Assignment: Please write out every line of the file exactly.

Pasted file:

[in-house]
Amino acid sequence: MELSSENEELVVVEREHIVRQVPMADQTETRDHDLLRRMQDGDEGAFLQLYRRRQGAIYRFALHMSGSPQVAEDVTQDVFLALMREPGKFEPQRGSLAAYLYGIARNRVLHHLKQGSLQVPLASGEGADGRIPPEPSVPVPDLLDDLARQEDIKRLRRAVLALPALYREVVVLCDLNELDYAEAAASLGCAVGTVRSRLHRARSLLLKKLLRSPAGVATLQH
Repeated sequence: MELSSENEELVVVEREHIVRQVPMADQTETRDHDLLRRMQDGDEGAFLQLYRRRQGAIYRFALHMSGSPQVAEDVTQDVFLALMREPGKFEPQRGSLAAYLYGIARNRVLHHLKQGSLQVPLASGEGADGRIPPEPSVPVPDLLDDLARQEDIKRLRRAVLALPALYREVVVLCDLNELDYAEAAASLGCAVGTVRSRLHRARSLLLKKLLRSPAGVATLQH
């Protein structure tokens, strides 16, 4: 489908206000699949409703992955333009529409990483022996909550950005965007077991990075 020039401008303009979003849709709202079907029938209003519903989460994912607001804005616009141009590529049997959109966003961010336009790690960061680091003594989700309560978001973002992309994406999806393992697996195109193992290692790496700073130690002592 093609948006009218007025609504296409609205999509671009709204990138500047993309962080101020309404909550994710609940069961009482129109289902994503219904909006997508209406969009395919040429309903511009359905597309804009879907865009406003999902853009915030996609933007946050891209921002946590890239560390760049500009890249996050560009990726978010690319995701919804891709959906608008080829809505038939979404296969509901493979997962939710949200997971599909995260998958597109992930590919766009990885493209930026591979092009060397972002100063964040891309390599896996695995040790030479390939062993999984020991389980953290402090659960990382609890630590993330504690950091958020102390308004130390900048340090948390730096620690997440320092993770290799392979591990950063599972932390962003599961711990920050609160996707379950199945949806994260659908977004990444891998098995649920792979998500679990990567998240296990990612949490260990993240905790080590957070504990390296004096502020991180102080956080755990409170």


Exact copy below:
[in-house]
Amino acid sequence: MELSSENEELVVVEREHIVRQVPMADQTETRDHDLLRRMQDGDEGAFLQLYRRRQGAIYRFALHMSGSPQVAEDVTQDVFLALMREPGKFEPQRGSLAAYLYGIARNRVLHHLKQGSLQVPLASGEGADGRIPPEPSVPVPDLLDDLARQEDIKRLRRAVLALPALYREVVVLCDLNELDYAEAAASLGCAVGTVRSRLHRARSLLLKKLLRSPAGVATLQH
Repeated sequence: MELSSENEELVVVEREHIVRQVPMADQTETRDHDLLRRMQDGDEGAFLQLYRRRQGAIYRFALHMSGSPQVAEDVTQDVFLALMREPGKFEPQRGSLAAYLYGIARNRVLHHLKQGSLQVPLASGEGADGRIPPEPSVPVPDLLDDLARQEDIKRLRRAVLALPALYREVVVLCDLNELDYAEAAASLGCAVGTVRSRLHRARSLLLKKLLRSPAGVATLQH
């Protein structure tokens, strides 16, 4: 489908206000699949409703992955333009529409990483022996909550950005965007077991990075 020039401008303009979003849709709202079907029938209003519903989460994912607001804005616009141009590529049997959109966003961010336009790690960061680091003594989700309560978001973002992309994406999806393992697996195109193992290692790496700073130690002592 093609948006009218007025609504296409609205999509671009709204990138500047993309962080101020309404909550994710609940069961009482129109289902994503219904909006997508209406969009395919040429309903511009359905597309804009879907865009406003999902853009915030996609933007946050891209921002946590890239560390760049500009890249996050560009990726978010690319995701919804891709959906608008080829809505038939979404296969509901493979997962939710949200997971599909995260998958597109992930590919766009990885493209930026591979092009060397972002100063964040891309390599896996695995040790030479390939062993999984020991389980953290402090659960990382609890630590993330504690950091958020102390308004130390900048340090948390730096620690997440320092993770290799392979591990950063599972932390962003599961711990920050609160996707379950199945949806994260659908977004990444891998098995649920792979998500679990990567998240296990990612949490260990993240905790080590957070504990390296004096502020991180102080956080755990409170």